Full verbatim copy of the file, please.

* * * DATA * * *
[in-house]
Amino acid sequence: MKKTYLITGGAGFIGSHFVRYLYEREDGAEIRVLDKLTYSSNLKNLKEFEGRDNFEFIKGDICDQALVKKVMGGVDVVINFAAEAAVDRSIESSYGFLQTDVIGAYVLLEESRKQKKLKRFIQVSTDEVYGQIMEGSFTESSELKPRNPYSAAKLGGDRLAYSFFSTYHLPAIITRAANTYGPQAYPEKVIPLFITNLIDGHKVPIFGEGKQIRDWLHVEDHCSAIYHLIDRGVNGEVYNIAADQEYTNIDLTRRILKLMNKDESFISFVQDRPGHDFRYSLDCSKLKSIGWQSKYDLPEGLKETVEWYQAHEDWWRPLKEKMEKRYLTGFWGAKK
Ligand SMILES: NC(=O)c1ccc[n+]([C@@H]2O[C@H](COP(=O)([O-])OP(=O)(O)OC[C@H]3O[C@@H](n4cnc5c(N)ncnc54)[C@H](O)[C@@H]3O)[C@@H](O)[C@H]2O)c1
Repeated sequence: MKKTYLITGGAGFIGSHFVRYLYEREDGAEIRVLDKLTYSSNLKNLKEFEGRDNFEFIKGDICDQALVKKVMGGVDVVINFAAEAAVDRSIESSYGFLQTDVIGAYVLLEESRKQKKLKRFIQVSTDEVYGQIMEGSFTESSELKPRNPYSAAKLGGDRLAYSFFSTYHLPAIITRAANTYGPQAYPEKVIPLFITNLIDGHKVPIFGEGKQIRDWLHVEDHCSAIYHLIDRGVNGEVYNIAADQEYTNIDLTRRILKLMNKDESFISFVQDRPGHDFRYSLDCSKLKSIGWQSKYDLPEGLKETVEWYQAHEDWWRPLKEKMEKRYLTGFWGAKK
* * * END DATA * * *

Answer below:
[in-house]
Amino acid sequence: MKKTYLITGGAGFIGSHFVRYLYEREDGAEIRVLDKLTYSSNLKNLKEFEGRDNFEFIKGDICDQALVKKVMGGVDVVINFAAEAAVDRSIESSYGFLQTDVIGAYVLLEESRKQKKLKRFIQVSTDEVYGQIMEGSFTESSELKPRNPYSAAKLGGDRLAYSFFSTYHLPAIITRAANTYGPQAYPEKVIPLFITNLIDGHKVPIFGEGKQIRDWLHVEDHCSAIYHLIDRGVNGEVYNIAADQEYTNIDLTRRILKLMNKDESFISFVQDRPGHDFRYSLDCSKLKSIGWQSKYDLPEGLKETVEWYQAHEDWWRPLKEKMEKRYLTGFWGAKK
Ligand SMILES: NC(=O)c1ccc[n+]([C@@H]2O[C@H](COP(=O)([O-])OP(=O)(O)OC[C@H]3O[C@@H](n4cnc5c(N)ncnc54)[C@H](O)[C@@H]3O)[C@@H](O)[C@H]2O)c1
Repeated sequence: MKKTYLITGGAGFIGSHFVRYLYEREDGAEIRVLDKLTYSSNLKNLKEFEGRDNFEFIKGDICDQALVKKVMGGVDVVINFAAEAAVDRSIESSYGFLQTDVIGAYVLLEESRKQKKLKRFIQVSTDEVYGQIMEGSFTESSELKPRNPYSAAKLGGDRLAYSFFSTYHLPAIITRAANTYGPQAYPEKVIPLFITNLIDGHKVPIFGEGKQIRDWLHVEDHCSAIYHLIDRGVNGEVYNIAADQEYTNIDLTRRILKLMNKDESFISFVQDRPGHDFRYSLDCSKLKSIGWQSKYDLPEGLKETVEWYQAHEDWWRPLKEKMEKRYLTGFWGAKK